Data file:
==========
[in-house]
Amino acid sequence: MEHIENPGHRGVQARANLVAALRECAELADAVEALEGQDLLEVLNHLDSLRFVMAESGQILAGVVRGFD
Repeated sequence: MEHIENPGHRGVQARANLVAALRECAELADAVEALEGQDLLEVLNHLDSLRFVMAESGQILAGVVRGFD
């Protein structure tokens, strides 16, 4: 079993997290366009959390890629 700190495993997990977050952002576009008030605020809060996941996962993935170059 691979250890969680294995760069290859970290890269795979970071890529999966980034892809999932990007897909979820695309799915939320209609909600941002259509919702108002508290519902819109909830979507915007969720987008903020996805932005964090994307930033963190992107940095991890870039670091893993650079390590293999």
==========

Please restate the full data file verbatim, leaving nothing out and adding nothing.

[in-house]
Amino acid sequence: MEHIENPGHRGVQARANLVAALRECAELADAVEALEGQDLLEVLNHLDSLRFVMAESGQILAGVVRGFD
Repeated sequence: MEHIENPGHRGVQARANLVAALRECAELADAVEALEGQDLLEVLNHLDSLRFVMAESGQILAGVVRGFD
């Protein structure tokens, strides 16, 4: 079993997290366009959390890629 700190495993997990977050952002576009008030605020809060996941996962993935170059 691979250890969680294995760069290859970290890269795979970071890529999966980034892809999932990007897909979820695309799915939320209609909600941002259509919702108002508290519902819109909830979507915007969720987008903020996805932005964090994307930033963190992107940095991890870039670091893993650079390590293999």